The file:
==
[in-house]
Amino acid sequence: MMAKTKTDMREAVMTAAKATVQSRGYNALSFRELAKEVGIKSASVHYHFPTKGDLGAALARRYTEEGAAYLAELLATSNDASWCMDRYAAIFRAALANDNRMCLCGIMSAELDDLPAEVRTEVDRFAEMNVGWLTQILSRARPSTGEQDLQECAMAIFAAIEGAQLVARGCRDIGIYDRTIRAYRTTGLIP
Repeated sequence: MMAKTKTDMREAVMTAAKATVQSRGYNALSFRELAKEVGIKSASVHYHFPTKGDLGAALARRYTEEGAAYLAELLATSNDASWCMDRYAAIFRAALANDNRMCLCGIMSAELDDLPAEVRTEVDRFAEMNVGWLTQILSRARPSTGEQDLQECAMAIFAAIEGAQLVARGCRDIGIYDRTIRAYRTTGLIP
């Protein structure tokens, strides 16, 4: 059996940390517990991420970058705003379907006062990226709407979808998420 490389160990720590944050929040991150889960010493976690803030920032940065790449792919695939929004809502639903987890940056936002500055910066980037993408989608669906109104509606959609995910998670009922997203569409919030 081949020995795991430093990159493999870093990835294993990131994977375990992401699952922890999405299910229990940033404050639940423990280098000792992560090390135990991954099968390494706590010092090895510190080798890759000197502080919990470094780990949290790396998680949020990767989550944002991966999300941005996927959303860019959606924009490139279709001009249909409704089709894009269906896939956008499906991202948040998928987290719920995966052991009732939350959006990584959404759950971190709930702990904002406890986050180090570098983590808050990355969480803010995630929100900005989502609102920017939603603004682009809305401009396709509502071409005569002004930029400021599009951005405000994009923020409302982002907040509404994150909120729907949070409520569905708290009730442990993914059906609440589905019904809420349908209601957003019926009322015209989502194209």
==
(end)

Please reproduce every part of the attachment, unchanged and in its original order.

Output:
[in-house]
Amino acid sequence: MMAKTKTDMREAVMTAAKATVQSRGYNALSFRELAKEVGIKSASVHYHFPTKGDLGAALARRYTEEGAAYLAELLATSNDASWCMDRYAAIFRAALANDNRMCLCGIMSAELDDLPAEVRTEVDRFAEMNVGWLTQILSRARPSTGEQDLQECAMAIFAAIEGAQLVARGCRDIGIYDRTIRAYRTTGLIP
Repeated sequence: MMAKTKTDMREAVMTAAKATVQSRGYNALSFRELAKEVGIKSASVHYHFPTKGDLGAALARRYTEEGAAYLAELLATSNDASWCMDRYAAIFRAALANDNRMCLCGIMSAELDDLPAEVRTEVDRFAEMNVGWLTQILSRARPSTGEQDLQECAMAIFAAIEGAQLVARGCRDIGIYDRTIRAYRTTGLIP
């Protein structure tokens, strides 16, 4: 059996940390517990991420970058705003379907006062990226709407979808998420 490389160990720590944050929040991150889960010493976690803030920032940065790449792919695939929004809502639903987890940056936002500055910066980037993408989608669906109104509606959609995910998670009922997203569409919030 081949020995795991430093990159493999870093990835294993990131994977375990992401699952922890999405299910229990940033404050639940423990280098000792992560090390135990991954099968390494706590010092090895510190080798890759000197502080919990470094780990949290790396998680949020990767989550944002991966999300941005996927959303860019959606924009490139279709001009249909409704089709894009269906896939956008499906991202948040998928987290719920995966052991009732939350959006990584959404759950971190709930702990904002406890986050180090570098983590808050990355969480803010995630929100900005989502609102920017939603603004682009809305401009396709509502071409005569002004930029400021599009951005405000994009923020409302982002907040509404994150909120729907949070409520569905708290009730442990993914059906609440589905019904809420349908209601957003019926009322015209989502194209």